The scandal over alleged connections between the 2016 Donald Trump presidential campaign and Russia took a new turn Monday with a report stating that a Russian hacker confessed in a Moscow courtroom that last year's hack of the Democratic National Committee was directly ordered by the feared Russian government intelligence agency, the FSB. Cyber-attackers stole thousands of private DNC emails that were later posted online and on the document-dumping site Wikileaks.
United States intelligence agencies have long believed that the Russian state security services, acting on orders from President Vladimir Putin himself, were behind the hacks and said so in an unclassified report issued in January of 2017. But Monday's report marks the first time that a Russian hacker has claimed to be both involved in the DNC hacking operation and acting on orders from the FSB.
The FSB, the full name of which is the Federal Security Service of the Russian Federation, is considered the successor to the powerful and dreaded Soviet security agency the KGB. According to a report in the Guardian newspaper, the FSB "is much more than just an ordinary security service." The agency combines "the functions of an elite police force with those of a spy agency, wielding immense power."
According to a report Monday in the independent Russian media newsletter the Bell — run by Elizaveta Osetinskaya, former editor-in-chief of Forbes Magazine's Russian edition — a Russian hacker currently under arrest in another hacking case made the confession in Moscow City Court on August 15.
Hacker Konstantin Kozlovskiy, who is currently facing charges in a bank-hacking case involving the cyber-theft of 3 billion rubles (about $50 million) also posted a summary of his court testimony on his Facebook page, in Russian, as well as posting a letter in which he is said to offer more details about the hacking operation. The Bell said it had confirmed the authenticity of the documents on Kozlovskiy's Facebook page with two separate sources.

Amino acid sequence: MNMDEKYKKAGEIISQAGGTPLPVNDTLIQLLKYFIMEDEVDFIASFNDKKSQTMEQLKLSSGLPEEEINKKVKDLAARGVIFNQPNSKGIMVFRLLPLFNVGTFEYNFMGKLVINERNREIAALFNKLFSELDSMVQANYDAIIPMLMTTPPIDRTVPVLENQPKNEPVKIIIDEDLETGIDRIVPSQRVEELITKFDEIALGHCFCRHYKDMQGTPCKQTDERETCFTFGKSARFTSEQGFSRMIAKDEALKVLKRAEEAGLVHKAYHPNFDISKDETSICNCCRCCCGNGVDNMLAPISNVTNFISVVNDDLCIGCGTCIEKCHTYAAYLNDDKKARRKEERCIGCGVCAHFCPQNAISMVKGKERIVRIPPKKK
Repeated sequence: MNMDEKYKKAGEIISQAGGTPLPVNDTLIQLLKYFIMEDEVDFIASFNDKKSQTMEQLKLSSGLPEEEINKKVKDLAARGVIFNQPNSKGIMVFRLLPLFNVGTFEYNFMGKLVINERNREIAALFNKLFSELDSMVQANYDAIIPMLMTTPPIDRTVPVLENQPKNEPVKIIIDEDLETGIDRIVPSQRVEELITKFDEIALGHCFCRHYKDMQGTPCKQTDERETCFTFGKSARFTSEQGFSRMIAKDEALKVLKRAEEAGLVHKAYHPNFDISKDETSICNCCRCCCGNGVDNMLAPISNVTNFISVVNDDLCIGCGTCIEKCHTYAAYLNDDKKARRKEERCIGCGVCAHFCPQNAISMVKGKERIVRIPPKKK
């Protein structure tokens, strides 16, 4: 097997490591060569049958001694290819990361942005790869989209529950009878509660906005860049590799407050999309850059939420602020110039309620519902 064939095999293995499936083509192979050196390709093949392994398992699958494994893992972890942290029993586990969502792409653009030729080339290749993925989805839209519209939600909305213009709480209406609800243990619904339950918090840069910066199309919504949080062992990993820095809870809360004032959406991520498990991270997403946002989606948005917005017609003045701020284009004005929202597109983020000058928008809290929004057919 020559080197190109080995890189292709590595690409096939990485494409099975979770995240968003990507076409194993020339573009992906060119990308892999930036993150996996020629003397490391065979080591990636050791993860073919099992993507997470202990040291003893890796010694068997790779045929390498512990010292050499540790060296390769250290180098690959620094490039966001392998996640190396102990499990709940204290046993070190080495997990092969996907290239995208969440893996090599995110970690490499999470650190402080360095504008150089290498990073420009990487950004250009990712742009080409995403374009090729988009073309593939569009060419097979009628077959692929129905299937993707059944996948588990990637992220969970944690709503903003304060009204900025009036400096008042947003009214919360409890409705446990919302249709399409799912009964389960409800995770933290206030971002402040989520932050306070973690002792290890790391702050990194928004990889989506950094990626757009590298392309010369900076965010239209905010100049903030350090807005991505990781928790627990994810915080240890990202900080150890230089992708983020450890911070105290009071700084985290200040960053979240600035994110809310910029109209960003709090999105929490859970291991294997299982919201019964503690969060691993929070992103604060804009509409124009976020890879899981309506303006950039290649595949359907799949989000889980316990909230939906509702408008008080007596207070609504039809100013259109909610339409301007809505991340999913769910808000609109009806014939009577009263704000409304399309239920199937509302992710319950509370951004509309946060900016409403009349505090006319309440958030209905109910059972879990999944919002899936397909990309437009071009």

In his testimony and the posted documents, Kozlovskiy claims that he took part in hacking the DNC servers on the orders of an FSB officer he first refers to only as "Ilya." Later, Kozlovskiy reveals that "Ilya" is, in fact, Dmitry Dokuchaev, an FSB major and former hacker currently in custody in Russia and charged with treason.
According to media reports out of Russia, the treason charges against Dokuchaev stem from allegations that he leaked details of the Russian hacking operation to American intelligence agents, contributing to the U.S. intelligence agencies' conclusion that Russia was behind the DNC hacks.
According to the Bell report, Kozlovskiy also apparently claimed that the FSB ordered hacking of 2016 Democratic nominee Hillary Clinton, stealing her emails as well. But while Clinton's campaign chairman, John Podesta, was the victim of a hack, no reports have yet surfaced that Clinton herself was hacked.
However, Trump during his campaign last year repeatedly called on Russia to "find the 30,000 [Hillary Clinton] emails that are missing." And this year, in court documents related to the guilty plea of former Trump adviser George Papadopoulos, Russia investigation special counsel Robert Mueller revealed that Russians claimed to possess "dirt" on Clinton in the form of "thousands" of emails as early as April of 2016.
In an interview on Sunday, Democratic House member Adam Schiff, the ranking member of the House Intelligence Committee, said that existing evidence strongly points to collusion between Trump and Russia on the email hacks.The hacked DNC emails were published online just prior to last year's Democratic National Convention and led to vocal unrest at the convention by supporters of Clinton's opponent, Vermont Senator Bernie Sanders. DNC Chair Debbie Wasserman Schulz resigned after the emails revealed her and DNC staff members saying unkind words about Sanders.
The Sanders campaign has also faced allegations recently that it, too, benefited from the Russian hacking operation, which was reportedly designed not only to help Trump win the presidency but to worsen divisions already existing in the Democratic Party and the American electorate. Sanders himself has acknowledged that the Russian interference that used his campaign to damage Clinton was "no great secret."